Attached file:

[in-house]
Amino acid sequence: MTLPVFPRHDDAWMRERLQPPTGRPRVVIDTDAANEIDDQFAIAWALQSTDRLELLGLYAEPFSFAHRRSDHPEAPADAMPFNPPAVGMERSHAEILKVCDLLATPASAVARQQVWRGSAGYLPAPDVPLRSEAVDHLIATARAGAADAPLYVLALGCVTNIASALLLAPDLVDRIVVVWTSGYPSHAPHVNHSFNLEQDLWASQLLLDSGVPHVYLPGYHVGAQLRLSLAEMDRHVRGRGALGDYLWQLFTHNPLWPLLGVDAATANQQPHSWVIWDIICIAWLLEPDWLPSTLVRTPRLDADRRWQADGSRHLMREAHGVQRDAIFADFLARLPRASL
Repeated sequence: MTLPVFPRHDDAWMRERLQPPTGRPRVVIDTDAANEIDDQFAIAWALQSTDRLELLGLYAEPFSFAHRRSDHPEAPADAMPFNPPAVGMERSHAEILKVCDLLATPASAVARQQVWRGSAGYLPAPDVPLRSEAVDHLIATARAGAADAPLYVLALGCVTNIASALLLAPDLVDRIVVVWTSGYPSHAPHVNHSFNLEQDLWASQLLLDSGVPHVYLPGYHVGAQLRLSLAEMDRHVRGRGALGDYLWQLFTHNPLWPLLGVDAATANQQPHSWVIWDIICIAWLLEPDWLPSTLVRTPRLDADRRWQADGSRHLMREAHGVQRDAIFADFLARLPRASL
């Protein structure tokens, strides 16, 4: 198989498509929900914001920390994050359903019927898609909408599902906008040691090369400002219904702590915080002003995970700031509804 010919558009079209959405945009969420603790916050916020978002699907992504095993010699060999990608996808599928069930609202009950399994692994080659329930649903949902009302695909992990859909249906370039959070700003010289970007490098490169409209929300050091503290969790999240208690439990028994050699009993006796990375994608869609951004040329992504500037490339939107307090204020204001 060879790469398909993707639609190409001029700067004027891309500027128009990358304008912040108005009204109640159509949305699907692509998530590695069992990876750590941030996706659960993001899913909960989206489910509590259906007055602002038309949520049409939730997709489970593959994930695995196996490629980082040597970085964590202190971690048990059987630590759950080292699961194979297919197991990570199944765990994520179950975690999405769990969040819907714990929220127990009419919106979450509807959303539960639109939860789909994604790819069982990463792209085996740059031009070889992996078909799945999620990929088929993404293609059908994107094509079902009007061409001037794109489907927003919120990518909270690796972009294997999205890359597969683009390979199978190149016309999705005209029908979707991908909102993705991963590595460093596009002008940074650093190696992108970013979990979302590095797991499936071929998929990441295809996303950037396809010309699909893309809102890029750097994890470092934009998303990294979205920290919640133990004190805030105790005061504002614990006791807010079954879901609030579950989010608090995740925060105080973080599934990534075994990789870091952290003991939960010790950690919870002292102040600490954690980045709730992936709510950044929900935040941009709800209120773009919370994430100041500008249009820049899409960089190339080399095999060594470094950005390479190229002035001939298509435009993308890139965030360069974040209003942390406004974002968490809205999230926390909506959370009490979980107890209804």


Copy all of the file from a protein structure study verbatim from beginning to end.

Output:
[in-house]
Amino acid sequence: MTLPVFPRHDDAWMRERLQPPTGRPRVVIDTDAANEIDDQFAIAWALQSTDRLELLGLYAEPFSFAHRRSDHPEAPADAMPFNPPAVGMERSHAEILKVCDLLATPASAVARQQVWRGSAGYLPAPDVPLRSEAVDHLIATARAGAADAPLYVLALGCVTNIASALLLAPDLVDRIVVVWTSGYPSHAPHVNHSFNLEQDLWASQLLLDSGVPHVYLPGYHVGAQLRLSLAEMDRHVRGRGALGDYLWQLFTHNPLWPLLGVDAATANQQPHSWVIWDIICIAWLLEPDWLPSTLVRTPRLDADRRWQADGSRHLMREAHGVQRDAIFADFLARLPRASL
Repeated sequence: MTLPVFPRHDDAWMRERLQPPTGRPRVVIDTDAANEIDDQFAIAWALQSTDRLELLGLYAEPFSFAHRRSDHPEAPADAMPFNPPAVGMERSHAEILKVCDLLATPASAVARQQVWRGSAGYLPAPDVPLRSEAVDHLIATARAGAADAPLYVLALGCVTNIASALLLAPDLVDRIVVVWTSGYPSHAPHVNHSFNLEQDLWASQLLLDSGVPHVYLPGYHVGAQLRLSLAEMDRHVRGRGALGDYLWQLFTHNPLWPLLGVDAATANQQPHSWVIWDIICIAWLLEPDWLPSTLVRTPRLDADRRWQADGSRHLMREAHGVQRDAIFADFLARLPRASL
């Protein structure tokens, strides 16, 4: 198989498509929900914001920390994050359903019927898609909408599902906008040691090369400002219904702590915080002003995970700031509804 010919558009079209959405945009969420603790916050916020978002699907992504095993010699060999990608996808599928069930609202009950399994692994080659329930649903949902009302695909992990859909249906370039959070700003010289970007490098490169409209929300050091503290969790999240208690439990028994050699009993006796990375994608869609951004040329992504500037490339939107307090204020204001 060879790469398909993707639609190409001029700067004027891309500027128009990358304008912040108005009204109640159509949305699907692509998530590695069992990876750590941030996706659960993001899913909960989206489910509590259906007055602002038309949520049409939730997709489970593959994930695995196996490629980082040597970085964590202190971690048990059987630590759950080292699961194979297919197991990570199944765990994520179950975690999405769990969040819907714990929220127990009419919106979450509807959303539960639109939860789909994604790819069982990463792209085996740059031009070889992996078909799945999620990929088929993404293609059908994107094509079902009007061409001037794109489907927003919120990518909270690796972009294997999205890359597969683009390979199978190149016309999705005209029908979707991908909102993705991963590595460093596009002008940074650093190696992108970013979990979302590095797991499936071929998929990441295809996303950037396809010309699909893309809102890029750097994890470092934009998303990294979205920290919640133990004190805030105790005061504002614990006791807010079954879901609030579950989010608090995740925060105080973080599934990534075994990789870091952290003991939960010790950690919870002292102040600490954690980045709730992936709510950044929900935040941009709800209120773009919370994430100041500008249009820049899409960089190339080399095999060594470094950005390479190229002035001939298509435009993308890139965030360069974040209003942390406004974002968490809205999230926390909506959370009490979980107890209804």